The way you move a deal from a discovery to approve or approve to a vendor of  choice needs you to do a particular set of activities, some of which are in conjunction with the customer. Now, historically, you'll do a lot of this offline. You expect the seller to do it right and expect the manager to catch any red flags. But then, many of these tasks are getting systematized and operationalized by something like a mutual success plan that fits in the workflow, the way the seller is supposed to execute. 


In sales, there are primarily two types of sellers- one that shows up at 9-5 and gets their job done, might make their quote, and sometimes not. And then there’s a sales professional, a student of his industry and craft who understands the mutual process between the buyer and seller. It is important that sellers realize that if they don’t have buy-in and support, and if they’re not helping buyers achieve goals, then it’s a waste of time. 

# What are your thoughts on customer journey mapping as a value proposition to get the executive buy-in? 


A demo-led sale does not include understanding the customer's needs or their process, which is why you need to focus on the ways customers learn about you or engage with you. But the methodology is what you do internally to become part of the sales motion. Once you've done the mapping, you want the methodology to map to the customer journey. 

But on an ongoing basis, do you have the methodology where you're doing good discovery around the business issues and the problems before you get into the workflows and technical stuff? 


I'm a huge fan of mapping and whiteboarding with a customer. But just because you did it once does not mean you should go back, review it and make discoveries repeatedly because that person you talked to the first time about that map has a different perspective.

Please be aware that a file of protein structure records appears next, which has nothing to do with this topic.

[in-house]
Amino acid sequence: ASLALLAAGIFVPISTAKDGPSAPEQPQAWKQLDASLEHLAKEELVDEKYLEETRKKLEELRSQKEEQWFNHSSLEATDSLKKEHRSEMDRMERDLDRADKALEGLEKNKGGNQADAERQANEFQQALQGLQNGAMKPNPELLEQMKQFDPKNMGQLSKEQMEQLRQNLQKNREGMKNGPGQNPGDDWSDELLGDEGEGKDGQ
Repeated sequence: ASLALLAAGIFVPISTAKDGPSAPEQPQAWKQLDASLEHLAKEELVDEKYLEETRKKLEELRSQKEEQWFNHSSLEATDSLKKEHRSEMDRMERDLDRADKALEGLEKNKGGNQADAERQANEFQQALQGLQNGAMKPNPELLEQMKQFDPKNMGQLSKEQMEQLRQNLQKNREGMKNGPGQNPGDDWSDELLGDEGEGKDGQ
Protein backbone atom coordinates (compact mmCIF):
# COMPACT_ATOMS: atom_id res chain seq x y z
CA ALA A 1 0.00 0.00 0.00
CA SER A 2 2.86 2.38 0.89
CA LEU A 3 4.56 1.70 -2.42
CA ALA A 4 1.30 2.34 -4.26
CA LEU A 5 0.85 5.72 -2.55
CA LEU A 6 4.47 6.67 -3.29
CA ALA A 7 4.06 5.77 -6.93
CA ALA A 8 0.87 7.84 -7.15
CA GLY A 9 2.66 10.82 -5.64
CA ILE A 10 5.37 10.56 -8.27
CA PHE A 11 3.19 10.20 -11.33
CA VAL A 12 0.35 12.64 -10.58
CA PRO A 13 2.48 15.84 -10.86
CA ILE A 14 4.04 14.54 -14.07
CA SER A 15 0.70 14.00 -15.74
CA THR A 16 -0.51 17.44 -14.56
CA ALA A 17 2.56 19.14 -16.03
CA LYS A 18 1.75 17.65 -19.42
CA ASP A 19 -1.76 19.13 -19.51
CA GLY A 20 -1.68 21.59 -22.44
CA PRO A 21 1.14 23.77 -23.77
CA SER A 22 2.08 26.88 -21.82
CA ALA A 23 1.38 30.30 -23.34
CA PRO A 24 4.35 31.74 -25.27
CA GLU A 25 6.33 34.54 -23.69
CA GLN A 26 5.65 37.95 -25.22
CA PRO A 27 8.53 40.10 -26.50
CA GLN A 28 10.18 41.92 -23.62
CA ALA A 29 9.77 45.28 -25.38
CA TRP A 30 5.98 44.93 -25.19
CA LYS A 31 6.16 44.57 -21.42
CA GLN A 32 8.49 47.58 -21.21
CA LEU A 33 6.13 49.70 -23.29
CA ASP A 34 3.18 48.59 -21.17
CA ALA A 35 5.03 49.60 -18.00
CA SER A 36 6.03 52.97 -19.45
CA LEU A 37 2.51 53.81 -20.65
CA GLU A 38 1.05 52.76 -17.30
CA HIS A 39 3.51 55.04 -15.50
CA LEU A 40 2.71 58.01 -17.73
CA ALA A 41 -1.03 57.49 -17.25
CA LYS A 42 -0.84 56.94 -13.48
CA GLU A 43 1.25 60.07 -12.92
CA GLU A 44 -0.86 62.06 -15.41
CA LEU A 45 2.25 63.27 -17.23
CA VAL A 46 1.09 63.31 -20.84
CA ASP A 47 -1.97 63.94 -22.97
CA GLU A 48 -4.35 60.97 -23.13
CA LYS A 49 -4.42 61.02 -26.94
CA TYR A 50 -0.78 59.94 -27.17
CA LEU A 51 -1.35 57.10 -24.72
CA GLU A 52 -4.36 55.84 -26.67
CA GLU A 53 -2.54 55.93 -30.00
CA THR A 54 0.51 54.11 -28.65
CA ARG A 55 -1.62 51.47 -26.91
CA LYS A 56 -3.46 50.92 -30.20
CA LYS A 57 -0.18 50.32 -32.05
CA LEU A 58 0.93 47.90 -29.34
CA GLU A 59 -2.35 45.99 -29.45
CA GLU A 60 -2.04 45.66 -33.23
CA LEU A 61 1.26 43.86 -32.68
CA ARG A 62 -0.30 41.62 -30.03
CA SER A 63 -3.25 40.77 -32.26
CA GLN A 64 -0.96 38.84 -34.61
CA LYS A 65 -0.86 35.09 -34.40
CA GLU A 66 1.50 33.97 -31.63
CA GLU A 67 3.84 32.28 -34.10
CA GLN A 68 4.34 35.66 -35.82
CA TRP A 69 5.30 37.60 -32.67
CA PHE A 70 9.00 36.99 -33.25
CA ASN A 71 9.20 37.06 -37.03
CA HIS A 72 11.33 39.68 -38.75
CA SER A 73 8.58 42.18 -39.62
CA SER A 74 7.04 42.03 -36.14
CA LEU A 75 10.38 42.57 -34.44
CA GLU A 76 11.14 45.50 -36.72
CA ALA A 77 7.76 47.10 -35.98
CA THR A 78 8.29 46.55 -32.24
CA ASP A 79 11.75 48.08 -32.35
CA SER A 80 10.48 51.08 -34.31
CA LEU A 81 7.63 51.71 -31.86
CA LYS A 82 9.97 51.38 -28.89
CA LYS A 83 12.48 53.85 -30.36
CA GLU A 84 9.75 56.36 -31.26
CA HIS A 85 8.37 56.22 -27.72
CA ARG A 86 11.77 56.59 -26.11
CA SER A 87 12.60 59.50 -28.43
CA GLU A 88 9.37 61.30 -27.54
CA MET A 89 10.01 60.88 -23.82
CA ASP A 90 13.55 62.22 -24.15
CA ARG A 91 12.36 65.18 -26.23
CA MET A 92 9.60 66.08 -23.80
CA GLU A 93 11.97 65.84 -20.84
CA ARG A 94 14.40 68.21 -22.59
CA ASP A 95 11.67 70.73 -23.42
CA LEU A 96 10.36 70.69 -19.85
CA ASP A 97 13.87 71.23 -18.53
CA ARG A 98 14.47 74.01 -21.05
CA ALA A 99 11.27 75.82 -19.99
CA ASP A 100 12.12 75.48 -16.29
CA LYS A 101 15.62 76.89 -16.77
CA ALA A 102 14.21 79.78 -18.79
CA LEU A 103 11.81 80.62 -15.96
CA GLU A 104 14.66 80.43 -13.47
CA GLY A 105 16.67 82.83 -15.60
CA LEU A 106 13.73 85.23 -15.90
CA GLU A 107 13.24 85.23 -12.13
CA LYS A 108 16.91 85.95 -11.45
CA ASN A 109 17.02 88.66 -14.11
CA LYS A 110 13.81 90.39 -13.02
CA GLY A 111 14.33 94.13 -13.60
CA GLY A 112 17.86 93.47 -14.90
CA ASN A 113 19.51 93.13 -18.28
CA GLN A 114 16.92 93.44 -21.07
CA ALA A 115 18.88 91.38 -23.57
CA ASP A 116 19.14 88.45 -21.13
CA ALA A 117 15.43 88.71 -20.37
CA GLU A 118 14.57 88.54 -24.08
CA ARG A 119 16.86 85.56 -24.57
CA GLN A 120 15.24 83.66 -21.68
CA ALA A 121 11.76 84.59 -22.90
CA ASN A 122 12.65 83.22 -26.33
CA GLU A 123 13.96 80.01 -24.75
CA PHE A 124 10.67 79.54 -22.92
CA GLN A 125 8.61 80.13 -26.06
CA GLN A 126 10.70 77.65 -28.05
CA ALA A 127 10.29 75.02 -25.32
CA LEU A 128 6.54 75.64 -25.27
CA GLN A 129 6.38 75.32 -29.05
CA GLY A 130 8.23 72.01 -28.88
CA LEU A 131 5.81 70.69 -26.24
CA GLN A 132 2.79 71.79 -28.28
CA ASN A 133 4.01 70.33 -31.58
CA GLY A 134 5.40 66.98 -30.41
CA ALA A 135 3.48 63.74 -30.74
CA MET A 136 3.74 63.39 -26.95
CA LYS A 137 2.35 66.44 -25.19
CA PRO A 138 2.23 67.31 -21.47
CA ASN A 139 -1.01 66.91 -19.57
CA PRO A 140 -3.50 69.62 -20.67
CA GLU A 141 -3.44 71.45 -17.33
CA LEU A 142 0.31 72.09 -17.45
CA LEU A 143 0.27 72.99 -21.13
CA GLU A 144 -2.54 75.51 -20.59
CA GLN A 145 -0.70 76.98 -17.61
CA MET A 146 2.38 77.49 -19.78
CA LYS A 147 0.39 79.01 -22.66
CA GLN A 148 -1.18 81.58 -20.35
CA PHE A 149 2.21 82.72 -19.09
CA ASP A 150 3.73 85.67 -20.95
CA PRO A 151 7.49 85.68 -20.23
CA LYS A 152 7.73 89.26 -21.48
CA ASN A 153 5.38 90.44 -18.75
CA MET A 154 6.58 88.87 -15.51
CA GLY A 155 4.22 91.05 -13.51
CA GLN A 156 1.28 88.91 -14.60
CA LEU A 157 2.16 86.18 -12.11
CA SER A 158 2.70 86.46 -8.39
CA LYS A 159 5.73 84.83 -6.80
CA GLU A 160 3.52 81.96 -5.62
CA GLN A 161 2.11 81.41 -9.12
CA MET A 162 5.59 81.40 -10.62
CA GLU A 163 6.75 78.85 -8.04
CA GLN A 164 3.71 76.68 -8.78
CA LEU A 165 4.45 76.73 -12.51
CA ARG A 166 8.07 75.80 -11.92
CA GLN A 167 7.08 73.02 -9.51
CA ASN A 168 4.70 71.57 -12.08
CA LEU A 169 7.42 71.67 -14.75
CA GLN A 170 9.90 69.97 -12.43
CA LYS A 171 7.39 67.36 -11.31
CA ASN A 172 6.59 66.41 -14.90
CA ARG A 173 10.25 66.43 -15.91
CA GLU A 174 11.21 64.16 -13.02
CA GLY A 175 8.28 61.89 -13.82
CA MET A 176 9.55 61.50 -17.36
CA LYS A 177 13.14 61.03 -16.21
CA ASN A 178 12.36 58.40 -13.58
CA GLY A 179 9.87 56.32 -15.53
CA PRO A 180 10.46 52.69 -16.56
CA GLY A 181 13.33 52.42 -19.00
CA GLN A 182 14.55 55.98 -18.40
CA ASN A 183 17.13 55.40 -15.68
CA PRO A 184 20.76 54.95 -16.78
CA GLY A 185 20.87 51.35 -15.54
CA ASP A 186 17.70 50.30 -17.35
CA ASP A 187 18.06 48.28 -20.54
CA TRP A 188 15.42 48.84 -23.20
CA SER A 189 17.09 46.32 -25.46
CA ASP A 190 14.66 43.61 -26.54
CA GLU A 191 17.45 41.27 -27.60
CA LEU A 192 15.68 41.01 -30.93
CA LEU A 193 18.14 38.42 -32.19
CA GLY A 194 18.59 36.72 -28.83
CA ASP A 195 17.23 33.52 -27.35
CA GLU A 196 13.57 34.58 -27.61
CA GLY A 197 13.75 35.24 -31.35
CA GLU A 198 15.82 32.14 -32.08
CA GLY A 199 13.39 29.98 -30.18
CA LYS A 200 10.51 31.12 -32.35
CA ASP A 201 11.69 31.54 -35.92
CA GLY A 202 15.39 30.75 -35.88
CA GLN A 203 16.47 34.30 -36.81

Sellers today don't want to ask uncomfortable questions because they don't want to lose the deal. Somebody very wise told me years ago that your level of success as a seller is determined by your ability to have uncomfortable conversations. You've got to have those awkward conversations because typically sellers  will land on that one person that they can have comfortable conversations with but it won't help them win deals eventually 

Companies don’t buy software for their IT team. They buy software to make money. And as a sales leader, you need to understand where that value is and how it's mapped throughout the company. 


This goes back to the true definition of a mutual success plan. More often than not, we look at a mutual success plan as a way to get the contract signed. But is it mutual in that case? You’ve got your end ofself the bargain- by getting the contracts signed, but how do you now ensure that the customer is getting value?